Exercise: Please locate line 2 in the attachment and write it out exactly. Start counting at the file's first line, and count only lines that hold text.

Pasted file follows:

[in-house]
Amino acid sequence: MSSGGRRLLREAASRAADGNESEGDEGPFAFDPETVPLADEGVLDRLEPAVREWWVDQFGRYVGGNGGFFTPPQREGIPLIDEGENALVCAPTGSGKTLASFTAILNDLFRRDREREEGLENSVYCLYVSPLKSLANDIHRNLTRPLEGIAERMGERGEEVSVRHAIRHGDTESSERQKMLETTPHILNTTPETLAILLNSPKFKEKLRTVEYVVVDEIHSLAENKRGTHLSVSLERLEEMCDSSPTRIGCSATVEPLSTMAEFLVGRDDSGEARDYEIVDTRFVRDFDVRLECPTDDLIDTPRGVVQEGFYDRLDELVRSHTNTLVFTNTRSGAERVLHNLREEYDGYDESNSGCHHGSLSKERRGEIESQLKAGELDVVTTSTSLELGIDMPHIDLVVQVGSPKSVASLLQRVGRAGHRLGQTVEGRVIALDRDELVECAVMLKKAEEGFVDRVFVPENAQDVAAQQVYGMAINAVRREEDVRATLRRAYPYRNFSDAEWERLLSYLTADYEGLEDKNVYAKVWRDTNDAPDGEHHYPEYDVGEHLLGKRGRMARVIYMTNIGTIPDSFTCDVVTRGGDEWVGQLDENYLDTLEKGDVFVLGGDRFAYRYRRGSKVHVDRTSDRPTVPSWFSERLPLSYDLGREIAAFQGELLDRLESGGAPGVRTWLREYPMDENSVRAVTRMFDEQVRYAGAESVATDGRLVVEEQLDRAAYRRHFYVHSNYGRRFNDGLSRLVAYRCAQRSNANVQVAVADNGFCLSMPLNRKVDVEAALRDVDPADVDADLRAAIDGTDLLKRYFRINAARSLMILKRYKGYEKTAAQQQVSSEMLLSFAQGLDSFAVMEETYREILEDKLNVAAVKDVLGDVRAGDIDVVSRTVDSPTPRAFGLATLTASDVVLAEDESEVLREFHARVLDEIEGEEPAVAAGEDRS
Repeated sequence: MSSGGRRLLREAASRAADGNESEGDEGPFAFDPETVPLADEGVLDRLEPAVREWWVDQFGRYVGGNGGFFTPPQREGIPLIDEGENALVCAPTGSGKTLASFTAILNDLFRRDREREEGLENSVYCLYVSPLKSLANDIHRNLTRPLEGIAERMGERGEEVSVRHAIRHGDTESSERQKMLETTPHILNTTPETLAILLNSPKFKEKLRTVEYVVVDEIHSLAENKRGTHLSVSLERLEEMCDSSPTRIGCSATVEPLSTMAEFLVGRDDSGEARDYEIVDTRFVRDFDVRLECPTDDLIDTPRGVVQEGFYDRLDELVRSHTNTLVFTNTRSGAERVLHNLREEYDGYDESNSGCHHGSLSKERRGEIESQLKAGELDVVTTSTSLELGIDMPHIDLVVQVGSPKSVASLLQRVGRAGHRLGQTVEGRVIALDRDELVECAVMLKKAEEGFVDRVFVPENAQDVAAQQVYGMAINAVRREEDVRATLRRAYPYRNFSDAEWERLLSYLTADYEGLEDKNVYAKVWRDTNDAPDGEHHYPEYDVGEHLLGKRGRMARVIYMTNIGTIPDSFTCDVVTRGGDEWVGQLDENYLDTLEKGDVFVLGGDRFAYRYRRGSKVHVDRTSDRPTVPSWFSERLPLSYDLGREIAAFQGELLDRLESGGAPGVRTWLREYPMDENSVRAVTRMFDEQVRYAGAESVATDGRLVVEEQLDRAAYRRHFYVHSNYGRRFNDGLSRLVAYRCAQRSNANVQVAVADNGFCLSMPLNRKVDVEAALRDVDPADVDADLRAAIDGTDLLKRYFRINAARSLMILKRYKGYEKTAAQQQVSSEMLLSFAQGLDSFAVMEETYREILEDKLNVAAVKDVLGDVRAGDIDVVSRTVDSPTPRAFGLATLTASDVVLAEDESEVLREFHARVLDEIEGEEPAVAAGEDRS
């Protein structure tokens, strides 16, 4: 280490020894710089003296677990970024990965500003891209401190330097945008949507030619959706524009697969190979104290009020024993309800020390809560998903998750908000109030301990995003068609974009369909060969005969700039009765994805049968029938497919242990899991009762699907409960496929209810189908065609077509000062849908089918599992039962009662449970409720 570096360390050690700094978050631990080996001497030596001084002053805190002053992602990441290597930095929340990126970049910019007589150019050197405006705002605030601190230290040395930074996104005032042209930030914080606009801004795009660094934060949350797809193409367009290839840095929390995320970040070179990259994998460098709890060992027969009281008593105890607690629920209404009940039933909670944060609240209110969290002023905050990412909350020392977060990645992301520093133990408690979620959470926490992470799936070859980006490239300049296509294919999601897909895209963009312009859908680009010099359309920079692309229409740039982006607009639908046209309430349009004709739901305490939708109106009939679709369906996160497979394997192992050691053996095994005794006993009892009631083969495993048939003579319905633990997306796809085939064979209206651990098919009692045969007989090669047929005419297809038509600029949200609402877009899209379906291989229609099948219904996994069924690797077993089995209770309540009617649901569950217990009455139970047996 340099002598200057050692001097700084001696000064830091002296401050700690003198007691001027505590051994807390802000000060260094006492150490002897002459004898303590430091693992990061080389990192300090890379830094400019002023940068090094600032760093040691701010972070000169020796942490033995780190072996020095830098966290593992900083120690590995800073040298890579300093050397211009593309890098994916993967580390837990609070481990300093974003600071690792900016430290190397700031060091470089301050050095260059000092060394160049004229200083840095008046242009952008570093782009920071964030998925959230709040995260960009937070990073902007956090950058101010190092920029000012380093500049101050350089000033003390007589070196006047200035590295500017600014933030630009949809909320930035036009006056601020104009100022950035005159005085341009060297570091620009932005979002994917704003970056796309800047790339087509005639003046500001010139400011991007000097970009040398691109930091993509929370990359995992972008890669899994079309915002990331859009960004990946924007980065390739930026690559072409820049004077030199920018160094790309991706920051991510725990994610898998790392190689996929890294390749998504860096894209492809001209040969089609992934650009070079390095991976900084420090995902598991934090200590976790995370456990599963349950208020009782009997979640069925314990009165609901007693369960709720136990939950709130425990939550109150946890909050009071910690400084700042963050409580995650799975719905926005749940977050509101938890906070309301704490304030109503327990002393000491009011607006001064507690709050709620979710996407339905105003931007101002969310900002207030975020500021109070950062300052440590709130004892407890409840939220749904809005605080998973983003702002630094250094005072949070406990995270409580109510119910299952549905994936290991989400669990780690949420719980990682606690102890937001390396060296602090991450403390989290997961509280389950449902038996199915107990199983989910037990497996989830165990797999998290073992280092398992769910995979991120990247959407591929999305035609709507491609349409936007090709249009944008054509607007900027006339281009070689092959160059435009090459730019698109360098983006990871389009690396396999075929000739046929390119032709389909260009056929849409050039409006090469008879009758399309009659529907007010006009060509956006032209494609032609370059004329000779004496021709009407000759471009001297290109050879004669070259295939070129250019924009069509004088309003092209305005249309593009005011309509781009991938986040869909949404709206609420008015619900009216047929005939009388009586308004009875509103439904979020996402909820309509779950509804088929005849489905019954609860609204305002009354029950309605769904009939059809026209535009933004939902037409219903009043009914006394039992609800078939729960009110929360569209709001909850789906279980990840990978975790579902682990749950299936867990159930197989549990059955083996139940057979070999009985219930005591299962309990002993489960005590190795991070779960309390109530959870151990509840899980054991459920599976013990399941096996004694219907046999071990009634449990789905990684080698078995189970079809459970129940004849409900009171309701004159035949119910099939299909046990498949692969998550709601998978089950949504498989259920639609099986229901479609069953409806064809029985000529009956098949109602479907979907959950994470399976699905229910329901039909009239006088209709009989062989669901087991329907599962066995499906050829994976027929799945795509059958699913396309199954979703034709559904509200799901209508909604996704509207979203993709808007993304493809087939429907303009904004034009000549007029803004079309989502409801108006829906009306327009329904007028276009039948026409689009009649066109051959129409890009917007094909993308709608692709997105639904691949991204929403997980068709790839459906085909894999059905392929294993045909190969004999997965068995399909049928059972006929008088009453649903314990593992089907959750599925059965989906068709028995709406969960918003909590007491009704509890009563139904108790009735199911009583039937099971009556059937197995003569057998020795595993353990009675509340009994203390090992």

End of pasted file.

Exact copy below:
Amino acid sequence: MSSGGRRLLREAASRAADGNESEGDEGPFAFDPETVPLADEGVLDRLEPAVREWWVDQFGRYVGGNGGFFTPPQREGIPLIDEGENALVCAPTGSGKTLASFTAILNDLFRRDREREEGLENSVYCLYVSPLKSLANDIHRNLTRPLEGIAERMGERGEEVSVRHAIRHGDTESSERQKMLETTPHILNTTPETLAILLNSPKFKEKLRTVEYVVVDEIHSLAENKRGTHLSVSLERLEEMCDSSPTRIGCSATVEPLSTMAEFLVGRDDSGEARDYEIVDTRFVRDFDVRLECPTDDLIDTPRGVVQEGFYDRLDELVRSHTNTLVFTNTRSGAERVLHNLREEYDGYDESNSGCHHGSLSKERRGEIESQLKAGELDVVTTSTSLELGIDMPHIDLVVQVGSPKSVASLLQRVGRAGHRLGQTVEGRVIALDRDELVECAVMLKKAEEGFVDRVFVPENAQDVAAQQVYGMAINAVRREEDVRATLRRAYPYRNFSDAEWERLLSYLTADYEGLEDKNVYAKVWRDTNDAPDGEHHYPEYDVGEHLLGKRGRMARVIYMTNIGTIPDSFTCDVVTRGGDEWVGQLDENYLDTLEKGDVFVLGGDRFAYRYRRGSKVHVDRTSDRPTVPSWFSERLPLSYDLGREIAAFQGELLDRLESGGAPGVRTWLREYPMDENSVRAVTRMFDEQVRYAGAESVATDGRLVVEEQLDRAAYRRHFYVHSNYGRRFNDGLSRLVAYRCAQRSNANVQVAVADNGFCLSMPLNRKVDVEAALRDVDPADVDADLRAAIDGTDLLKRYFRINAARSLMILKRYKGYEKTAAQQQVSSEMLLSFAQGLDSFAVMEETYREILEDKLNVAAVKDVLGDVRAGDIDVVSRTVDSPTPRAFGLATLTASDVVLAEDESEVLREFHARVLDEIEGEEPAVAAGEDRS